The Powerpuff Girls: Craig McCracken on Why The CW Series Didn't Work
The Powerpuff Girls creator Craig McCracken offered his perspective on why The CW's series take on the animated series didn't work.
- The live-action 'Powerpuff' series, a sequel to the original, was officially announced as no longer in development at The CW.
- Creator Craig McCracken shares why he believes the live-action adaptation didn't work.
- McCracken says making the Powerpuff Girls adults takes away from the original concept.
- The original series is set for more animated adventures as it celebrates its 25th anniversary.
It was a long, strange trip for Diablo Cody (Juno) and Heather V. Regnier's (Sleepy Hollow) pilot for Powerpuff, their modern sequel series take on the beloved animated series "The Powerpuff Girls." Chloe Bennet (Marvel's Agents of S.H.I.E.L.D.), Dove Cameron (Liv and Maddie), and Yana Perrault (Jagged Little Pill) were tapped to play Blossom, Bubbles, and Buttercup in a modern, live-action take that found the pint-sized Powerpuff superteam now disillusioned twenty-somethings who resent having lost their childhood to crime-fighting but finding themselves needing to reunite to save the day one more time. Based on the Cartoon Network & Craig McCracken's The Powerpuff Girls, the project also starred Donald Faison (Scrubs), Nicholas Podany (Hart of Dixie), Robyn Lively (Light As A Feather), and Tom Kenny (SpongeBob SquarePants). First announced in 2020, the next three years would see the project reworked, the pilot retooled, and casting shifts – with the project officially declared as being no longer in development at The CW back in May of this year.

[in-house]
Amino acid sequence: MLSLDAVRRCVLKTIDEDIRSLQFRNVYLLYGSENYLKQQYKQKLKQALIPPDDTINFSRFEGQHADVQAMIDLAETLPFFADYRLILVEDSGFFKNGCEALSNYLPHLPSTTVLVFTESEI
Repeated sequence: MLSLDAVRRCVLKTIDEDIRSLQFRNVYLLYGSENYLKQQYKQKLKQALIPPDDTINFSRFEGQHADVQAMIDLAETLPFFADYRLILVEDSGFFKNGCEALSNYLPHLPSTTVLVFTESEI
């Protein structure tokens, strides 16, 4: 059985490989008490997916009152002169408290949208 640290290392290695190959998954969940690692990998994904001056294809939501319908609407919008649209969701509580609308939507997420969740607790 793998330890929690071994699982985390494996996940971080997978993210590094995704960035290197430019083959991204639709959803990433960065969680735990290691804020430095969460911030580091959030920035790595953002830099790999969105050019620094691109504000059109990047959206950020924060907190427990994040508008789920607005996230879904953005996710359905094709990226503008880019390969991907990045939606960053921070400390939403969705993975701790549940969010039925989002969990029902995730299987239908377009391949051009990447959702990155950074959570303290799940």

Now, we're getting some perspective on why the series may have been doomed from the start – McCracken himself, who's working on a new round of animated adventures for the trio. Speaking with the Los Angeles Times in honor of the animated series' 25th anniversary, McCracken shared his belief that The CW's series attempt failed because it was taking away what made the series so special in the first place. "I had one meeting with them, and I told them, 'When you turn them into adults, they're no longer the 'Powerpuff Girls' because if they're adults, that's just three super girls who don't have to deal with being kids.' That's a completely different show," McCracken explained. Stemming from Warner Bros. Television, the pilot was executive-produced by Greg Berlanti, Sarah Schechter, and David Madden, with Erika Kennair producing and Maggie Kiley directing and executive-producing the pilot.